No. 3: Electric ab belts
You want a quick fix with minimal effort? The Hawaii Chair has nothing on ab belts, which again promises the benefits of exercising without all that nasty, sweaty exercise.
The belts claim to use electrical impulses to make your abdominal muscles contract, squeezing hundreds of sit-ups in just minutes. Sounds great, right?
The problem is you can't burn fat by just making your muscles twitch for a few minutes.
A University of Wisconsin-La Crosse study in 2002 found that even after eight weeks such machines produced "no significant changes in weight, body-fat percentage, strength or overall appearance."
And while some electrical muscle stimulators have actually received FDA approval, most of them were designed for medical rehabilitation and require a prescription.
The bottom line? The small print in ab belt ads suggest combining the belt with good old-fashioned exercise and eating right. Go ahead and try that, minus the belt.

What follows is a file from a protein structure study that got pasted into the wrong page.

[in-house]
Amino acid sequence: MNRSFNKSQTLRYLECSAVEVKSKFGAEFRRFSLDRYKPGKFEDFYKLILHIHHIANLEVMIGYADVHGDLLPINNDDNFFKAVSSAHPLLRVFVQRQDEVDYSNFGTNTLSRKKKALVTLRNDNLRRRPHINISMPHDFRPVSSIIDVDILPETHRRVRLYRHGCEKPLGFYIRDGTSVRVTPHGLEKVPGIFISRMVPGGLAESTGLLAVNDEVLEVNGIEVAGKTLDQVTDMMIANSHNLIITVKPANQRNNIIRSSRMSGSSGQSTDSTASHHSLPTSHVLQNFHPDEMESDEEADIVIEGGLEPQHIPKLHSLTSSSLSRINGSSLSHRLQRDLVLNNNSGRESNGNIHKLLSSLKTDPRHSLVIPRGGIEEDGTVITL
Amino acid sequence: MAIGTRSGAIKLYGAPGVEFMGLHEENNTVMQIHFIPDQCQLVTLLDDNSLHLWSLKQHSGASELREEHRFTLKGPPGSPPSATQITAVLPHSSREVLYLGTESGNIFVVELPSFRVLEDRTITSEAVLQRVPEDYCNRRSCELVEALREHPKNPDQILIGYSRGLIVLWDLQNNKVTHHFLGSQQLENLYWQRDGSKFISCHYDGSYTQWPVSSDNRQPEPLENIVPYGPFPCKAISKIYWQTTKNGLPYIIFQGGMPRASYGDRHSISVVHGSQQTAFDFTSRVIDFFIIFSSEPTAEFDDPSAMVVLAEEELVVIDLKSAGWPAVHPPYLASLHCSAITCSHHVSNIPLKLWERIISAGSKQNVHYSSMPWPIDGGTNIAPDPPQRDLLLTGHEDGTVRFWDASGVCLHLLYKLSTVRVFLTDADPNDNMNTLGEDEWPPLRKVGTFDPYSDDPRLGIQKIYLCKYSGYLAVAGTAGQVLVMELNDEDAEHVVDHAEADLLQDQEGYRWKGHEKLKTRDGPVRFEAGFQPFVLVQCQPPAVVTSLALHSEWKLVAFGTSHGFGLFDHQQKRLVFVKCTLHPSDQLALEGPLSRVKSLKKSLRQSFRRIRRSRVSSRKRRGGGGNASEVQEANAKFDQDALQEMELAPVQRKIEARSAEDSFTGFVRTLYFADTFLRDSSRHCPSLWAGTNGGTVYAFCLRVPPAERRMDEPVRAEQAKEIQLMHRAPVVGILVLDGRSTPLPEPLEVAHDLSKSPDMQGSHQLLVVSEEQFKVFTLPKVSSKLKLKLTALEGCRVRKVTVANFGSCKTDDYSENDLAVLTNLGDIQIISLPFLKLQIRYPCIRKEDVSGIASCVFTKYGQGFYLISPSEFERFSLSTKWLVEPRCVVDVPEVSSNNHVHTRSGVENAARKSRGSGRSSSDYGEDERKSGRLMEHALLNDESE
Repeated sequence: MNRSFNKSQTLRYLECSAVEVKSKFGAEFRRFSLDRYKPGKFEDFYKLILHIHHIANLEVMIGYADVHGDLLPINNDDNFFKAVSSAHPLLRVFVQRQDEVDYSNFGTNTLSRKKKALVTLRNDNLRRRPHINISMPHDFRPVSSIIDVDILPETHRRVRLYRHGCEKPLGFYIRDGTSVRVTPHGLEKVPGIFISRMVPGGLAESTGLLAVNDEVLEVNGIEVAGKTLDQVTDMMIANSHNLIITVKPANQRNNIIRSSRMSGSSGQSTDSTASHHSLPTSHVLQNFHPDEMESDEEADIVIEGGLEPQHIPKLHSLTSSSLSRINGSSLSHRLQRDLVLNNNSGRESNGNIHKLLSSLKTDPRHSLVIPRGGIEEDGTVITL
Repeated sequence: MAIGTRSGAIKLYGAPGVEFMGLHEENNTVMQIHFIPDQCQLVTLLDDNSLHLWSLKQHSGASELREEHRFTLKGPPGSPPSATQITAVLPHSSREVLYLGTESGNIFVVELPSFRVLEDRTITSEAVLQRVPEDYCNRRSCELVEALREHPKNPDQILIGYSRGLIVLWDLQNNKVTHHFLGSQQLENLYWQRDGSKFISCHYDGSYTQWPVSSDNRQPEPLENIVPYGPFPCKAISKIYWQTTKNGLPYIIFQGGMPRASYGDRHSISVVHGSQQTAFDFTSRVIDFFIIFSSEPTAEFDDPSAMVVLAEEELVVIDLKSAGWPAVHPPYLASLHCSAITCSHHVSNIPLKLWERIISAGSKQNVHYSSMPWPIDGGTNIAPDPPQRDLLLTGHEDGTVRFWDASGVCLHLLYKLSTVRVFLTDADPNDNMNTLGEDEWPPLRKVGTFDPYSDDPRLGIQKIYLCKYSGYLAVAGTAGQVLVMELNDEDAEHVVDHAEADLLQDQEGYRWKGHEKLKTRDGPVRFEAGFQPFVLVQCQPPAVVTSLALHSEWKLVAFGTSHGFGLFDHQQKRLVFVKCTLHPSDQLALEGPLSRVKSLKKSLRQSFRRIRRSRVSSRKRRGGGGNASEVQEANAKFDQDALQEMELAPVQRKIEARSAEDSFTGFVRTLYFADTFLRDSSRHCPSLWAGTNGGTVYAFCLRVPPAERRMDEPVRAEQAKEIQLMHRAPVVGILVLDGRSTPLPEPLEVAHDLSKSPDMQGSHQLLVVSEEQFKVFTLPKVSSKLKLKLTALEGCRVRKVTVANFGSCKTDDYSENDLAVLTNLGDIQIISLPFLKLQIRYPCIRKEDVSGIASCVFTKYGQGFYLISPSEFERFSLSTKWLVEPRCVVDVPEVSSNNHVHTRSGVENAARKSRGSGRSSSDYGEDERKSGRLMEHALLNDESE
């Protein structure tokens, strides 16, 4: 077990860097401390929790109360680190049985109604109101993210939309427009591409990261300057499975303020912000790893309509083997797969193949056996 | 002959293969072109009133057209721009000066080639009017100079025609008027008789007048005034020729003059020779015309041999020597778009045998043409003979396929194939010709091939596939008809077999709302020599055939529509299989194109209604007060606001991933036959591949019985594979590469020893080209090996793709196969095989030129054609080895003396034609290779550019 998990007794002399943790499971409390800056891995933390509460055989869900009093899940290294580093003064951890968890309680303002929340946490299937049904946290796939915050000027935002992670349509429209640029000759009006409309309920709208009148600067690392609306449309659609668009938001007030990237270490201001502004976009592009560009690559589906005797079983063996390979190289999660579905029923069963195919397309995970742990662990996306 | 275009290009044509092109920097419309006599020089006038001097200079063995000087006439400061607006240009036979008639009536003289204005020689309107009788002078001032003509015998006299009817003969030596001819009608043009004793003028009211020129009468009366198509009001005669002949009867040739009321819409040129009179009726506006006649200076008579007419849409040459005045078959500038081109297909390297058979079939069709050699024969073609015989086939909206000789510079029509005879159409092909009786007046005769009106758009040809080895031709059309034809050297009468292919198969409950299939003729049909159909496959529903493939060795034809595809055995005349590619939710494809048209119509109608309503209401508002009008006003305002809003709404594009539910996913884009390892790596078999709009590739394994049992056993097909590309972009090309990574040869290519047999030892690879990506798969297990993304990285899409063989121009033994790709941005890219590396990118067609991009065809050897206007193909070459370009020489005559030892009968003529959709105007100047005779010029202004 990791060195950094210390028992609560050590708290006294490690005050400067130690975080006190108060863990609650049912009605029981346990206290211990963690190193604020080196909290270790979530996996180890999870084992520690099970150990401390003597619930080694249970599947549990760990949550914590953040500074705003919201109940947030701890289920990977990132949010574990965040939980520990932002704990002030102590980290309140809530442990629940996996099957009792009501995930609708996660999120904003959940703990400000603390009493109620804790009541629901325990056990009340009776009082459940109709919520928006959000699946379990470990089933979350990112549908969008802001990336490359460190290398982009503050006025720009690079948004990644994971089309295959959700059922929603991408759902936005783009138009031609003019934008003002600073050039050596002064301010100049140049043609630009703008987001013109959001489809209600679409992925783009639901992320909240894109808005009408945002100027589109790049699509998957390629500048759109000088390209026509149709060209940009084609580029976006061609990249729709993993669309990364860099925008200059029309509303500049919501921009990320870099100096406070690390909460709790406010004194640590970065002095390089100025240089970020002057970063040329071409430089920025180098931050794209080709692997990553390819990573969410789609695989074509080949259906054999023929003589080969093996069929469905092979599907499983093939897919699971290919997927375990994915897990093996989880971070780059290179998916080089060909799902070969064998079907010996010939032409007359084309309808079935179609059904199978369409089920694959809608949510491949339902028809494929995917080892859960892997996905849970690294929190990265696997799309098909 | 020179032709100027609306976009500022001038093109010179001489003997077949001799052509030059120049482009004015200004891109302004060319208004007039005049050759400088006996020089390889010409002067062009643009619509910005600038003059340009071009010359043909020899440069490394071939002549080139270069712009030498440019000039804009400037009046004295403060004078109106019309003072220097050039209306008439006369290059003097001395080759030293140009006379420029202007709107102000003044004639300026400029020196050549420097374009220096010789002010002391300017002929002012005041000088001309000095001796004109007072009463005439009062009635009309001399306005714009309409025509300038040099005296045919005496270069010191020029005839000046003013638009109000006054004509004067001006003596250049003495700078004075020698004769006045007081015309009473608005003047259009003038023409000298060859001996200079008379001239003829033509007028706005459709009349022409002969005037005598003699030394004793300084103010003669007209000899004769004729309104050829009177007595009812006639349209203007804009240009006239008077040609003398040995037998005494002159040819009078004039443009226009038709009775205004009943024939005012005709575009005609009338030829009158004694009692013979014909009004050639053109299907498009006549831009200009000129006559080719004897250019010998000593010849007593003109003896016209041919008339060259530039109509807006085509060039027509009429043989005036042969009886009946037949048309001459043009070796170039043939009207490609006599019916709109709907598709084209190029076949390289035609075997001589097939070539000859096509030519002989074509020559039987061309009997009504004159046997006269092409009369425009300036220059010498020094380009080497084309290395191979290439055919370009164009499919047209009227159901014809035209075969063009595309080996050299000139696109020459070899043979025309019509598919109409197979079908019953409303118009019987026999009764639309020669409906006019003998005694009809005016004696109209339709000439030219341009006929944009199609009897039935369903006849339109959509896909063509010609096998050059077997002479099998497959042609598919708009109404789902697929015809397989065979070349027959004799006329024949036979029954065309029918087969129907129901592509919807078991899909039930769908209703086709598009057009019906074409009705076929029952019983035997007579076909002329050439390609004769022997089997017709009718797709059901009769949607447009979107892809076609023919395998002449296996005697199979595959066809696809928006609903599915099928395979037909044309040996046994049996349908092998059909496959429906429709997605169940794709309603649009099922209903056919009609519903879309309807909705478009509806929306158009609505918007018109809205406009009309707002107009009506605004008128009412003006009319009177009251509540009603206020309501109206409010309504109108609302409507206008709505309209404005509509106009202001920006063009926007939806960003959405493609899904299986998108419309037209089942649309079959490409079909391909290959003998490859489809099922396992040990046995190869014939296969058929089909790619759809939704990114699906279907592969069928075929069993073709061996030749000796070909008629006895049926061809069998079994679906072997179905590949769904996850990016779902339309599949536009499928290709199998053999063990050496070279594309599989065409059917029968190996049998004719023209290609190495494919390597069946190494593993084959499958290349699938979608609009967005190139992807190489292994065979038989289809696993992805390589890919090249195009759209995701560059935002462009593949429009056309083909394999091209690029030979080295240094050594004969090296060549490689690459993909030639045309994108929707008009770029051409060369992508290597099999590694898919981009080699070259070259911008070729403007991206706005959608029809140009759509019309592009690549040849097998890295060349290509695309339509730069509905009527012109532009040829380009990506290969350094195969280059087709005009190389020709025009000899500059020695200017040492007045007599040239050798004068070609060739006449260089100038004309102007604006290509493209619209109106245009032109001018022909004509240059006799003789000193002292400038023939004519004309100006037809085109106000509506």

No. 2: The Ab Rocker
When you spend your hard-earned money on exercise equipment, you generally want one that will show results, right?
So why buy a product that's actually shown to be less effective than simply exercising without the pricey equipment? Ab Rocker users, care to field that one?
The Ab Rocker, a machine designed to work your abdominals through a rowing-like rocking motion, does provide some benefits. However, a San Diego State University study ranked it dead last in a test of 13 abdominal exercise products, branding it 80 percent less effective than the traditional abdominal crunch.
Fellow ab exercise machines the Ab Roller and the Torso Track performed a little better, but still were not much better than the basic crunch.
The results support the American Council on Exercise's stance that it's not necessary to spend big bucks on ab exercise machines. Instead, ACE recommends that if you are going to invest in a piece of equipment, make it a high-quality exercise ball.
No. 1: ThighMaster
If you watched TV at all in the 1990s, it was nearly impossible to avoid Suzanne Somers -- and we're not talking "Three's Company" re-runs.
The idea used to sell the ThighMaster was simple: If Somers has great legs and she uses the product, it must work.
Just one look at Somers' thighs, or watching the men in their lives paying a little too much attention to her infomercials, was enough to send women scrambling for the phone and their credit cards.